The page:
Son is all Science and rationality - zero woo, in fact negative woo - but if asked, he will sometimes talk about it.
 

ramonmercado

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Looking after all of those twins on his own.

Ayopo Ogunleye, who has fathered five sets of twins, has become something of a local celebrity in western Nigeria.

He told BBC Yoruba he was now bringing up his children alone in the Ado-odo area of Ogun state as his wife left years ago after her parents complained that she was having too many twins. Now in his 40s, he is raising seven children as the couple lost the first set of twins as infants and a boy from the last set also died.

Mr Ogunleye said he had not been expecting twins the first time his wife conceived and was surprised when he was called from the hospital.

“When I heard that my wife had given birth, I asked if it was a boy or girl, and they said I had twins.”

This was a dream come true for him.

“I had been praying about it from childhood, I gave thanks to God. I hugged my wife and congratulated her.”

The Yoruba community, mainly found in western Nigeria, has one of the highest rates of twin births in the world.

Twins are called “Ibeji” and culturally they believe they have to be followed by a single birth - known as “Idowu”.

https://www.bbc.com/news/live/world-africa-61754470
 

hunck

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Woman gives birth to two sets of twins

In Boston US

Despite the odds, a woman has given birth to two sets of identical twins at once – there’s only a one in 10 million chance of this happening.
The newborns all arrived around 12 weeks earlier than expected, so according to spokesperson for the hospital, they’ll spend eight weeks in an intensive care unit to monitor their progress.

Ashley was at an appointment for a new batch of contraceptives when she found out the news she was pregnant.

Two weeks later, she was then told she was carrying two sets of twins – much to the shock of the ultrasound technician.

The technician actually left the room to Google if two sets of twins at once was possible, they were so surprised.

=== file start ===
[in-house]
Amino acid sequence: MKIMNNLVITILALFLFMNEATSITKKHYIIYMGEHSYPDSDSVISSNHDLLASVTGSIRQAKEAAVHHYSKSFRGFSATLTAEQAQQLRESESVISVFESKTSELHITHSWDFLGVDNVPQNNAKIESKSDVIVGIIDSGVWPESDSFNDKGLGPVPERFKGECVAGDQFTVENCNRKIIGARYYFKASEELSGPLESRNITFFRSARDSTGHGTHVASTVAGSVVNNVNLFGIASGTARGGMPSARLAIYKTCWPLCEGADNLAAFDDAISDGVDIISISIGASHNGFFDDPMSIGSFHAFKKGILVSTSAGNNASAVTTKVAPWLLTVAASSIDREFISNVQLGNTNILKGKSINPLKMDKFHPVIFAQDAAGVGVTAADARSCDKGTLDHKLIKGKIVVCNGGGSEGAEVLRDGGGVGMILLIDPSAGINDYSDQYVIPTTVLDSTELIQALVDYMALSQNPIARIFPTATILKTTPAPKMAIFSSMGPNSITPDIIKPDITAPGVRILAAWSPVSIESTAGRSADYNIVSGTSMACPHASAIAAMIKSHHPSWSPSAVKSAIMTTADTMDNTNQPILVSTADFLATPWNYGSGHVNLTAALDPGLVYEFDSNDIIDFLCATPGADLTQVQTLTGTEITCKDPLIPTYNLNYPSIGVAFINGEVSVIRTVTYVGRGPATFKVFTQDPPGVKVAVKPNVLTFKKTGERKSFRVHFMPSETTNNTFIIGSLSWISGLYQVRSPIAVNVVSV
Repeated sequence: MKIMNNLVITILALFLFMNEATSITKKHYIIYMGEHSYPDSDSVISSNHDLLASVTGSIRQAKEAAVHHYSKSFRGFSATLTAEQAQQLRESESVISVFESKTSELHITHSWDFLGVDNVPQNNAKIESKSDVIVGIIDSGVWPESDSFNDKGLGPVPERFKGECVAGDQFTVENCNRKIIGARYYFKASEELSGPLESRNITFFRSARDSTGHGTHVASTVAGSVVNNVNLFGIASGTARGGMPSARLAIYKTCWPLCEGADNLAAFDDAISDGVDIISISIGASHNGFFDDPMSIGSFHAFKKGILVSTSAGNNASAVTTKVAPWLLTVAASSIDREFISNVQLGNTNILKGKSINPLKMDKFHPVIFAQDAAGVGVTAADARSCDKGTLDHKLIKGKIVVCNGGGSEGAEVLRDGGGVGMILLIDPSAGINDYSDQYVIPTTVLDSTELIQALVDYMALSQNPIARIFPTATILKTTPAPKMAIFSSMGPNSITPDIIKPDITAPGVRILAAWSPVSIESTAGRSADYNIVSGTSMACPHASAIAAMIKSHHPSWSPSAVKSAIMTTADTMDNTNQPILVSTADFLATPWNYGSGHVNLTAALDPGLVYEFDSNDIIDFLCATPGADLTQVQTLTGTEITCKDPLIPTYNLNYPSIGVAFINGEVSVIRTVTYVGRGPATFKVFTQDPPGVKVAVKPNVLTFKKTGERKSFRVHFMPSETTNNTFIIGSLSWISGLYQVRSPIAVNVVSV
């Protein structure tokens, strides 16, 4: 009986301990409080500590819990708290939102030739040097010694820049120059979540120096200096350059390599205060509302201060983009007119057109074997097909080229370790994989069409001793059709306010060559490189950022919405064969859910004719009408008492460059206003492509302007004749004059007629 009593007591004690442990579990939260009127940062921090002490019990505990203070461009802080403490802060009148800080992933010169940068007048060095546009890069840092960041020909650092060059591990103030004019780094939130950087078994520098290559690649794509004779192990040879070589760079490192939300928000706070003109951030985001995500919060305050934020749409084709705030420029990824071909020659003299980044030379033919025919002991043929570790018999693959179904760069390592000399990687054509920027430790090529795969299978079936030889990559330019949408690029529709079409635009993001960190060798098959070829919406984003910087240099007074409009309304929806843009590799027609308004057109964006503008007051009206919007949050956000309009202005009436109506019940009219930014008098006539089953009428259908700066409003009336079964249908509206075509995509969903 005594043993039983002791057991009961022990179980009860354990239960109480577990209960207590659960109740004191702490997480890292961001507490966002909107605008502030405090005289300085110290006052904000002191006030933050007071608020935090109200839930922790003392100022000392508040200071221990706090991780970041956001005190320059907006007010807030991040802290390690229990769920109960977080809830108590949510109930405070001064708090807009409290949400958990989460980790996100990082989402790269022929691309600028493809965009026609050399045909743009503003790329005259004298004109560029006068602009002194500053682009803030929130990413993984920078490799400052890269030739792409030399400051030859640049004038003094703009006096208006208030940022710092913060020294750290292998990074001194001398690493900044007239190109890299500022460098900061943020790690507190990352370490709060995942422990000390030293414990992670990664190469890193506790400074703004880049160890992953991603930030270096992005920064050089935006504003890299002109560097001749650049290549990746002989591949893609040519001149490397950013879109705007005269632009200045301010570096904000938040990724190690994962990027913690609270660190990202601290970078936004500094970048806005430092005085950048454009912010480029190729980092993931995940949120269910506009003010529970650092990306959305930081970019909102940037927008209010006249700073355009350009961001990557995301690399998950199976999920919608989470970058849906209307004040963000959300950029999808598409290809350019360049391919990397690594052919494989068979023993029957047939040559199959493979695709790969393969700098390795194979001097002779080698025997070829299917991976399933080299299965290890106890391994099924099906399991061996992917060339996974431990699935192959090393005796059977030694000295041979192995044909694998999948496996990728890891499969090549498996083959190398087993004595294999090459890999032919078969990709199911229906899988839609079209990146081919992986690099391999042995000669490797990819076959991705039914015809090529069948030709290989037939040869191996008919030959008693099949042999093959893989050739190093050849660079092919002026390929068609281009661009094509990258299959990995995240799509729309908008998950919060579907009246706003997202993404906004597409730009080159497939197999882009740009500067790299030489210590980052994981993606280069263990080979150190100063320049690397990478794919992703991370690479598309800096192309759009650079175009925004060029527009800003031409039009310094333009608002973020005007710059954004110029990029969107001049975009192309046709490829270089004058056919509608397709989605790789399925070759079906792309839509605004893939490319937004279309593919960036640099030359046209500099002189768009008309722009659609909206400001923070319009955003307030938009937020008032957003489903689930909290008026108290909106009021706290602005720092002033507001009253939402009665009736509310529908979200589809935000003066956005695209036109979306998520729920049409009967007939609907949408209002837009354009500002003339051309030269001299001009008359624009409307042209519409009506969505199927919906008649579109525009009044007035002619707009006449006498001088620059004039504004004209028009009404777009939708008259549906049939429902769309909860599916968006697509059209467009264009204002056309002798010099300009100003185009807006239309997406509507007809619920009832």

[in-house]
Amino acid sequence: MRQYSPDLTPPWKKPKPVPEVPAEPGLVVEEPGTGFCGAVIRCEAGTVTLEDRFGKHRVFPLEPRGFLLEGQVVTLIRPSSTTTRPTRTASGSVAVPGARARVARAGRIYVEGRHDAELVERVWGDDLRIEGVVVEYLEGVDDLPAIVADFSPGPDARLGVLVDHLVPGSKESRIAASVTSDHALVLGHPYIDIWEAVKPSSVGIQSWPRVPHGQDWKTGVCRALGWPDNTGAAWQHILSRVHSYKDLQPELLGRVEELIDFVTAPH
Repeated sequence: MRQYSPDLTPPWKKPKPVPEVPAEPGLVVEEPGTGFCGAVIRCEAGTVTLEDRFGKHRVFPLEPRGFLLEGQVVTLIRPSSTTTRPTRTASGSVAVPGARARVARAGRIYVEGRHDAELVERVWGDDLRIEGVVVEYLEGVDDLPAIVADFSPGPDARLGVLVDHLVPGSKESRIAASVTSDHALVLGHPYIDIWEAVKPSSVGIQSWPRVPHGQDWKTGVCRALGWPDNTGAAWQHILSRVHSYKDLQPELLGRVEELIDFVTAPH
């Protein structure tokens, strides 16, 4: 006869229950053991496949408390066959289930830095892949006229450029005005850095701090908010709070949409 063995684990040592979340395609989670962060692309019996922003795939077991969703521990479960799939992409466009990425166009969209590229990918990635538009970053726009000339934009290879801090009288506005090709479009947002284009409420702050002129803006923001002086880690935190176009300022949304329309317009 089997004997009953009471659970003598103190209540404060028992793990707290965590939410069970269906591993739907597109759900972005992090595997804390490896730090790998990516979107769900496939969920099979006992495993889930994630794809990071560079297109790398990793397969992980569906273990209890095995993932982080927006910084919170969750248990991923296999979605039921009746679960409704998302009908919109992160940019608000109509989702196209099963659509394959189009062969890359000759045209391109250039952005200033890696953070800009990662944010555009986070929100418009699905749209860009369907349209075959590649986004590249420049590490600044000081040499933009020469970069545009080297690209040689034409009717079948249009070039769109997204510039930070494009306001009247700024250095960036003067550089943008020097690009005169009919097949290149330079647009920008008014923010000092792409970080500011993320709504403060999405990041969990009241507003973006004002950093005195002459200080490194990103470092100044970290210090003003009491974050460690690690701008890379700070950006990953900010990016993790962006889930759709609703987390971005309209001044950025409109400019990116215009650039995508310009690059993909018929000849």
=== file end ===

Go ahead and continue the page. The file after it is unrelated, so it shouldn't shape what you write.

Ashley has an eight-year-old daughter and two stepsons, but had since gone through four miscarriages, so believed she wouldn’t be able to have any more children.
 

Coal

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Looking after all of those twins on his own.

Ayopo Ogunleye, who has fathered five sets of twins, has become something of a local celebrity in western Nigeria.

He told BBC Yoruba he was now bringing up his children alone in the Ado-odo area of Ogun state as his wife left years ago after her parents complained that she was having too many twins. Now in his 40s, he is raising seven children as the couple lost the first set of twins as infants and a boy from the last set also died.

Mr Ogunleye said he had not been expecting twins the first time his wife conceived and was surprised when he was called from the hospital.

“When I heard that my wife had given birth, I asked if it was a boy or girl, and they said I had twins.”

This was a dream come true for him.

“I had been praying about it from childhood, I gave thanks to God. I hugged my wife and congratulated her.”

The Yoruba community, mainly found in western Nigeria, has one of the highest rates of twin births in the world.

Twins are called “Ibeji” and culturally they believe they have to be followed by a single birth - known as “Idowu”.

https://www.bbc.com/news/live/world-africa-61754470
'Fathered'? Twins are entirely the product of the mother's genetics...
 

ramonmercado

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I wonder if they did the tests for each other.

Teenage twins said they were "over the moon" after they passed their driving tests at the same time and place.

Alfie and Emma Willis, 18, from Scarborough, set off for their tests at 08.20 BST on 9 August and returned successful, just two minutes apart.

The pair even passed with an identical number of minor mistakes.

The siblings had not planned to take simultaneous tests but Alfie, who had a date set for December, secured a last minute cancellation via an app.

https://www.bbc.com/news/uk-england-york-north-yorkshire-62576376